Firstly I should put my cards on the table and say to those who don't already know that I am a <<whispers>> public sector worker. Yesterday many public sector workers went on strike over reforms to their pensions which they feel are unfair. It was either 'a damp squib' if you believe the Government or the biggest public sector strike since yesterday/the 1920s/dinosaurs walked the earth, if you believe UNISON. Personally I'm not particularly minded to believe either of them.
Fortunately, I don't work on a Wednesday so the awkward question of whether to strike or not didn't rear its head. Even if it had, I would have chosen to work as normal. I don't agree with striking. I don't think it really achieves much. While I'm not quite up there with Jeremy Clarkson,slightly ironic considering the majority of his salary is paid by the taxpayer, I do think that there are better ways to try and resolve disputes. To be honest, I'm more aligned with Eleanor Smith, the vice-president of UNISON and a theatre nurse at Birmingham Women's Hospital,who told the press, rather unwisely I would have thought, that she only joined the NHS for the pension. A case study in how to alienate the public perhaps? I also wonder what she would have made of our own UNISON rep who actually went to work because striking would affect his final salary pension when he retires in a couple of years. How's that for solidarity with your fellow workers!
The Boy went shopping in Bath with his friends and was surprised to see many, many of his teachers, supposedly on strike, were enjoying an extra day of Christmas shopping. Surely they should have been manning the picket lines, or lobbying their MPs. At work, the picket line had disappeared by lunchtime.
I'm not sure how many people in the public sector actually realise how much the private sector is suffering. My brother is now entering his third year without a pay rise. The Husband is now working for around £600-800 a month less than he was two years ago. My dad has seen his pension cut by nearly 70% in the past two years. He was told it was either that or the pension fund would collapse. He's accepted the hit because he hopes that it will get better in the future. He can't go on strike because, after all, who'd care? Meanwhile my colleagues gripe about losing their very generous petrol allowance.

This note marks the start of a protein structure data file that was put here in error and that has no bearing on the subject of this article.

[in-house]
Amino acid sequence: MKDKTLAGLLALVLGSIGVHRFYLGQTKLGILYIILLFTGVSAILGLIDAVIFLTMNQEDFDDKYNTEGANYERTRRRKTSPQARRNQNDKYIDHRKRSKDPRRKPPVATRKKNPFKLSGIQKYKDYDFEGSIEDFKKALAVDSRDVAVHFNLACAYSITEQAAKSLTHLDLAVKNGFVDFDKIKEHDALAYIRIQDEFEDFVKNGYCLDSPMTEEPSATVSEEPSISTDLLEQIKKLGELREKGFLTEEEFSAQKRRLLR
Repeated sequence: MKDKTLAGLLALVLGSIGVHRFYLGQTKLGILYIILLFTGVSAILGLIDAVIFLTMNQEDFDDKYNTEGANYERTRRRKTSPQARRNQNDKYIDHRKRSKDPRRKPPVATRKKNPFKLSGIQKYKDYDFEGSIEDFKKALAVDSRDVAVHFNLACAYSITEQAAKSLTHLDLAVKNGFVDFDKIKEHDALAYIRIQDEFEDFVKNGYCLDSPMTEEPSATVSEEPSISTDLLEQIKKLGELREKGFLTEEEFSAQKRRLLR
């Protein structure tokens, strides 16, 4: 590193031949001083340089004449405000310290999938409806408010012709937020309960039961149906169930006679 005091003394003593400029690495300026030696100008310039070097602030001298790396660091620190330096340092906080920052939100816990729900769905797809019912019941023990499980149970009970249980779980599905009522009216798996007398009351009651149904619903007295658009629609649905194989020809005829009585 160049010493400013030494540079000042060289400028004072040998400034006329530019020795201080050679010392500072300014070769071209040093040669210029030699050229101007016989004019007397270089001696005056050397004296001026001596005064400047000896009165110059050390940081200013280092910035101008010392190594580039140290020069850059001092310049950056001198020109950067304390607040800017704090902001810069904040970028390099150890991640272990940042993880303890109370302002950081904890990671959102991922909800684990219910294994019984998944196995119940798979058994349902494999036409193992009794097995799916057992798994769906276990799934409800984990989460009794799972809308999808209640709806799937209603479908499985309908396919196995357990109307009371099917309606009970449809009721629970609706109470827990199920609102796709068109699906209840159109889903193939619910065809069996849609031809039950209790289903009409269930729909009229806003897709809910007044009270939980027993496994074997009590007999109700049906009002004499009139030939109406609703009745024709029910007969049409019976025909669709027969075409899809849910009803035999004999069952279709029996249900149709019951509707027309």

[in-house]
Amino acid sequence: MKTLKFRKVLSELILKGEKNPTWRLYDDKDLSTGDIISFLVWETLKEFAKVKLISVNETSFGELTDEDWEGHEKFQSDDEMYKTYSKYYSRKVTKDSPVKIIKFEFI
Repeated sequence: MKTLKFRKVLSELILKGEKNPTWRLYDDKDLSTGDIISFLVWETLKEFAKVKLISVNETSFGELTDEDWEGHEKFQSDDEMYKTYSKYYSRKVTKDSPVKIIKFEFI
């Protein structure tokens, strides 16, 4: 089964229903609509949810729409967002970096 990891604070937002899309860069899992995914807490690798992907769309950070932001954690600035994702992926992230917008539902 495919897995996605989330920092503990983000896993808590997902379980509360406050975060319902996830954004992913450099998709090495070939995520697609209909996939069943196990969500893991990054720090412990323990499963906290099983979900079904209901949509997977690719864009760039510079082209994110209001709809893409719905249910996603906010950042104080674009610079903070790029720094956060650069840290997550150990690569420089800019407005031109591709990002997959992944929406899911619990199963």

Only something like 35% of the private sector even have pensions, compared to around 82% in the public sector. Many private sector companies have no pension schemes and the returns on private pensions are so dire that those that can actually afford them will have to work well beyond the public sector retirement age of 65 just to be able to afford to retire. The Office for Fiscal Studies estimates that a private sector worker would have to pay between 15% and 40% of their monthly salary into a pension to get the same return as an average public sector one.
It's a difficult world we are living in today and everyone is suffering both in the public and the private sector. While I do blame the banks to a great extent for the mess we find ourselves in now, most of us also played our part in the financial crisis by maxing out our credit cards and buying houses we couldn't really afford. It's now time for everyone to pull together, to take one for the team, to do everything we can to dig out way out of this mess. And that's not going to happen while people are still demanding benefits that others can't afford or expecting to retire earlier on a pension that is funded by people who can't afford to retire themselves.
What has happened to that old Blitz spirit that the British used to be so renowned for? Everyone seems so self-centred, not interested in the bigger picture or the greater good, just in what they can get out of it. If we all pull together, act a bit more selflessly and a bit less selfishly, then things might just improve in the future for everyone.